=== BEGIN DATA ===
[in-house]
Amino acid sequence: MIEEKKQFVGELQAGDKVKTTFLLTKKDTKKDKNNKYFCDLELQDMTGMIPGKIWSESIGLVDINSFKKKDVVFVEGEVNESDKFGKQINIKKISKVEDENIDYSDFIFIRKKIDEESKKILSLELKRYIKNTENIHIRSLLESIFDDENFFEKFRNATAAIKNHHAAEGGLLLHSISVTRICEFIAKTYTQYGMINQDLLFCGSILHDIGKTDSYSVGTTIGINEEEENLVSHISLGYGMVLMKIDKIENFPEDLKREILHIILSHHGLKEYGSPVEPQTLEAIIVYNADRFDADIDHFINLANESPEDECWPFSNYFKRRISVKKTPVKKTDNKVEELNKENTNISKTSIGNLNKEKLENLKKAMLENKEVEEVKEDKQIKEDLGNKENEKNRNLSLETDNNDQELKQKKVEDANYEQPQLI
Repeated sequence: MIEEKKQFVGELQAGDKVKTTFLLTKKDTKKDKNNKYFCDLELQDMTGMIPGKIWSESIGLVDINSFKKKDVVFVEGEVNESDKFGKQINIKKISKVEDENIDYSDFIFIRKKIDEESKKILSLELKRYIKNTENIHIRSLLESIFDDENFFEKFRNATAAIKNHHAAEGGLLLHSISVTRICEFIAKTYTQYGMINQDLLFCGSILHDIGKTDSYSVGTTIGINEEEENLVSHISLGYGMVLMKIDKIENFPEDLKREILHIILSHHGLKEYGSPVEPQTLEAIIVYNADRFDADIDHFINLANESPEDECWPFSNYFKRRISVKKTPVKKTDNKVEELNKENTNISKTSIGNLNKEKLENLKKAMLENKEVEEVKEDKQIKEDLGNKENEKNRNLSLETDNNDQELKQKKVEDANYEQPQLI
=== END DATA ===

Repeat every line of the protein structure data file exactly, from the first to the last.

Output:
[in-house]
Amino acid sequence: MIEEKKQFVGELQAGDKVKTTFLLTKKDTKKDKNNKYFCDLELQDMTGMIPGKIWSESIGLVDINSFKKKDVVFVEGEVNESDKFGKQINIKKISKVEDENIDYSDFIFIRKKIDEESKKILSLELKRYIKNTENIHIRSLLESIFDDENFFEKFRNATAAIKNHHAAEGGLLLHSISVTRICEFIAKTYTQYGMINQDLLFCGSILHDIGKTDSYSVGTTIGINEEEENLVSHISLGYGMVLMKIDKIENFPEDLKREILHIILSHHGLKEYGSPVEPQTLEAIIVYNADRFDADIDHFINLANESPEDECWPFSNYFKRRISVKKTPVKKTDNKVEELNKENTNISKTSIGNLNKEKLENLKKAMLENKEVEEVKEDKQIKEDLGNKENEKNRNLSLETDNNDQELKQKKVEDANYEQPQLI
Repeated sequence: MIEEKKQFVGELQAGDKVKTTFLLTKKDTKKDKNNKYFCDLELQDMTGMIPGKIWSESIGLVDINSFKKKDVVFVEGEVNESDKFGKQINIKKISKVEDENIDYSDFIFIRKKIDEESKKILSLELKRYIKNTENIHIRSLLESIFDDENFFEKFRNATAAIKNHHAAEGGLLLHSISVTRICEFIAKTYTQYGMINQDLLFCGSILHDIGKTDSYSVGTTIGINEEEENLVSHISLGYGMVLMKIDKIENFPEDLKREILHIILSHHGLKEYGSPVEPQTLEAIIVYNADRFDADIDHFINLANESPEDECWPFSNYFKRRISVKKTPVKKTDNKVEELNKENTNISKTSIGNLNKEKLENLKKAMLENKEVEEVKEDKQIKEDLGNKENEKNRNLSLETDNNDQELKQKKVEDANYEQPQLI